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Reducing the Effects of Heat Stress and Ageing on Sperm DNA damage in Thoroughbred Stallions

The reproductive fitness of a male animal is not only measured by the ability of his sperm to fertilise the egg, but also the quality of his sperm's DNA, which inevitably contributes half the genetic code to his offspring. There are many factors that may influence the quality of sperm DNA, but the greatest threat comes from oxidative stress; an imbalance in the cell's biochemistry which may be counteracted via dietary supplementation with selected antioxidants. There is a large body of knowledge surrounding factors leading to oxidative stress in other species, particularly the human, and while there are very few studies directed toward the horse, we do know that the two major factors driving oxidative stress in this species are age and environmental heat. The horse is one of the very few livestock species in which the males continue to be commercially and genetically valuable as breeding animals until old age. While we understand that age-related changes are coupled with declining hormone levels, we also know that this hormonal decline can be driven by oxidative stress. Similarly, oxidative stress and subsequent sperm DNA damage are caused by heat stress, a phenomenon which was revealed by this research team under a previous AgriFutures Project. Following this research, we now aim to identify the best laboratory test to diagnose oxidative stress in aged and heat stress-susceptible stallions to allow timely interventions such as dietary antioxidant supplementation or climate control. Furthermore, we will develop a horse-specific heat index, which will allow stud farm personnel to manage stallion housing in such a way as to minimise heat stress and demonstrate improved sperm quality. The outcomes of this project will be improved breeding efficiency, foal health and stallion welfare, with resulting efficiencies set to underpin overarching economic benefits for the industry at large.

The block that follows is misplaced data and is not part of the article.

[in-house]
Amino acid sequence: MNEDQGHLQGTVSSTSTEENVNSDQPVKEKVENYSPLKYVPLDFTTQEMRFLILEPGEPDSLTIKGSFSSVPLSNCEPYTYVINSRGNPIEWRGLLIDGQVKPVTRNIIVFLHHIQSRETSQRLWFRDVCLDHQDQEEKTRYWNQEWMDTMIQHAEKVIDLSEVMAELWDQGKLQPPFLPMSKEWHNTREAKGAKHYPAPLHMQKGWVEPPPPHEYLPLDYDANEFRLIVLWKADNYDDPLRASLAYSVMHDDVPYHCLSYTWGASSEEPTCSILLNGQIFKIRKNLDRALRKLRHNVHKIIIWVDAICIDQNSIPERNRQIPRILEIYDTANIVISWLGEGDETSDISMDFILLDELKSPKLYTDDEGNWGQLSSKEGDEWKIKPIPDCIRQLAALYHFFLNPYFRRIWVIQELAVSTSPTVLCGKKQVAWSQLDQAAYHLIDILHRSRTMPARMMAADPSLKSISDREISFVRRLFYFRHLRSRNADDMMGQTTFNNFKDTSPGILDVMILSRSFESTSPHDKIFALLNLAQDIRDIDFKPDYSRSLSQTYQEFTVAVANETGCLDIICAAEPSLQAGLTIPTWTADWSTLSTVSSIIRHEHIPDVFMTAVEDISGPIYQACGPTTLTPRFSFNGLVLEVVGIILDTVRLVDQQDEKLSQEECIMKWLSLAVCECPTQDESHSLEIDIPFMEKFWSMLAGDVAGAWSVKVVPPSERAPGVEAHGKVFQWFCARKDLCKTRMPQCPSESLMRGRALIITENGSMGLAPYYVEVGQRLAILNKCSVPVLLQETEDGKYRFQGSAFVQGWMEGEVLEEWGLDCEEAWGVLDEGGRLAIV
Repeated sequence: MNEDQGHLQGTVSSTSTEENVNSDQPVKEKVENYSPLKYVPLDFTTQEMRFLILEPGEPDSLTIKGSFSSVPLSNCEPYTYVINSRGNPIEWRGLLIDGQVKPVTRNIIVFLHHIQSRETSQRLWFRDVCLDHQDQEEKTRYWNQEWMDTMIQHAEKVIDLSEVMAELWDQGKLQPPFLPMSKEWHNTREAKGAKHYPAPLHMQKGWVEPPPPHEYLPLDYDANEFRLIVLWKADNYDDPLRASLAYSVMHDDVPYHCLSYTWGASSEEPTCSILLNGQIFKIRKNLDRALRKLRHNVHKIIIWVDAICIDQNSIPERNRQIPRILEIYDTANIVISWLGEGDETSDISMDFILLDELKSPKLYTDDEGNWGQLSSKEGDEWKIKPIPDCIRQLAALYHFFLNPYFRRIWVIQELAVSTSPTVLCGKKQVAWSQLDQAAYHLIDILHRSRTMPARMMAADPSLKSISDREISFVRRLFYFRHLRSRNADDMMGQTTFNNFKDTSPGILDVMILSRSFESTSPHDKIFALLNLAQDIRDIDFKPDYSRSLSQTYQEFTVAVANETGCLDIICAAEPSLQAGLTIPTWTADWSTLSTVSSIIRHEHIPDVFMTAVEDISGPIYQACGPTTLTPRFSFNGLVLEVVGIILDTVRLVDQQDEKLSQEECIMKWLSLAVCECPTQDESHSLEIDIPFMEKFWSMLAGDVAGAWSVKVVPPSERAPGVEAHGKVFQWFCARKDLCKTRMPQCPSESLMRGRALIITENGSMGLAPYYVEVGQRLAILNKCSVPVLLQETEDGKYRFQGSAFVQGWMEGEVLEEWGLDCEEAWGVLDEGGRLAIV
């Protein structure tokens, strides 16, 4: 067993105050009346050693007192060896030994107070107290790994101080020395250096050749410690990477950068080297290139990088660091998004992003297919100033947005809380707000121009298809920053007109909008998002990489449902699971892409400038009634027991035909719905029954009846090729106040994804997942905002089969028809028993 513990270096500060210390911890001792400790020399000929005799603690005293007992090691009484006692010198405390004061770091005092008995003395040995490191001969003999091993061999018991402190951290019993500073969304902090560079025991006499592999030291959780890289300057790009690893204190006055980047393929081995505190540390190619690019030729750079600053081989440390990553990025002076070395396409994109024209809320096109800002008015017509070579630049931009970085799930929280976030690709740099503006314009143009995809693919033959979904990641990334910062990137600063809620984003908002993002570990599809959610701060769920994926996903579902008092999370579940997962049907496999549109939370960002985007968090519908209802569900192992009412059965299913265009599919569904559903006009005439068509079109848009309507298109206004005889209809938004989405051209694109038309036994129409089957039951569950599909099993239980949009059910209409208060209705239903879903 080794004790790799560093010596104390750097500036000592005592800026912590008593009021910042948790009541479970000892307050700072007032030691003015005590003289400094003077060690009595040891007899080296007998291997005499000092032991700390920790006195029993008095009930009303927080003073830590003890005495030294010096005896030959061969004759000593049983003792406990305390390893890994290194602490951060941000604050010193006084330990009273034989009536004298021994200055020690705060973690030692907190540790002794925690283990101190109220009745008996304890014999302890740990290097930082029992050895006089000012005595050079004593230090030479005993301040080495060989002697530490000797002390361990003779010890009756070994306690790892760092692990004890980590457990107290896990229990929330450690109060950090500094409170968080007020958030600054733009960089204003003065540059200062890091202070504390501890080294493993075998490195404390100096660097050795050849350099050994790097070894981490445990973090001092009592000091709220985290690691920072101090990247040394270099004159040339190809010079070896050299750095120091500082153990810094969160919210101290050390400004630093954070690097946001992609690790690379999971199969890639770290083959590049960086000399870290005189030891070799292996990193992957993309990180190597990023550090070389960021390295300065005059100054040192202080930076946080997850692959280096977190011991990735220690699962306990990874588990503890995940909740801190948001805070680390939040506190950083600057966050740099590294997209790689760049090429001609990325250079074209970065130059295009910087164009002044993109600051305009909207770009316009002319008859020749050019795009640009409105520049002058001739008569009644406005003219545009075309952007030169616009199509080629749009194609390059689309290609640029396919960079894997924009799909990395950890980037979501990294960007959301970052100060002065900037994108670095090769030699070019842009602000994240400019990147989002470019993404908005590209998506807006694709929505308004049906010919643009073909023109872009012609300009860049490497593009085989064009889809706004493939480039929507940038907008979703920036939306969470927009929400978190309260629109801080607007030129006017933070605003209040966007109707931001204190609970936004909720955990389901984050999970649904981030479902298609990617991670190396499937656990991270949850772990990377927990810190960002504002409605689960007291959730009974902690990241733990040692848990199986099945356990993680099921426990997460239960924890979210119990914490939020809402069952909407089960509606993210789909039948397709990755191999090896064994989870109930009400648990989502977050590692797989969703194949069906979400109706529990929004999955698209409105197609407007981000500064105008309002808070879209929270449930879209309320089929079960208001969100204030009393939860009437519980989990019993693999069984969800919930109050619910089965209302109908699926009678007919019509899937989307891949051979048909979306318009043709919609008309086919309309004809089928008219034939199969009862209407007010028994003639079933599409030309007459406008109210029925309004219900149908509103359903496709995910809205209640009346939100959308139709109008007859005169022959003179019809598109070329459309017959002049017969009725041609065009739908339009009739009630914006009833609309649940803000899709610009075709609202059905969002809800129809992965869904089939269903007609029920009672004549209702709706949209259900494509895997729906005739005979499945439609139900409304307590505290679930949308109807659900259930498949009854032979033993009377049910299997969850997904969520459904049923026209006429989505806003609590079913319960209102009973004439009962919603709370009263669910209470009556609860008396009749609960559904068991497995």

Project date

31 Jul 2022-29 Sep 2025
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Principal investigator

Zamira Gibb

Research organisations

Project funded by

Multiple industries
Alternative protein Aquaculture Cereal grains Cross industry Essential oils Fruits Game Honey bees Nuts Other rural industries Pasture, fodder & feed Poultry Pulse grains

AgriFutures Australia

AgriFutures Australia proudly focuses on building a rich future for Australian agriculture. We live and work in the regions and …

Multiple industries
Alternative protein Aquaculture Cereal grains Cross industry Essential oils Fruits Game Honey bees Nuts Other rural industries Pasture, fodder & feed Poultry Pulse grains
  • Location

    Australia

  • Organisation type

    Research funding body

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Focus areas

Sustainabilities

Technology areas

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  • Funded by

    AgriFutures Australia

  • Project date

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  • Research organisation

    The University of Queensland (UQ)

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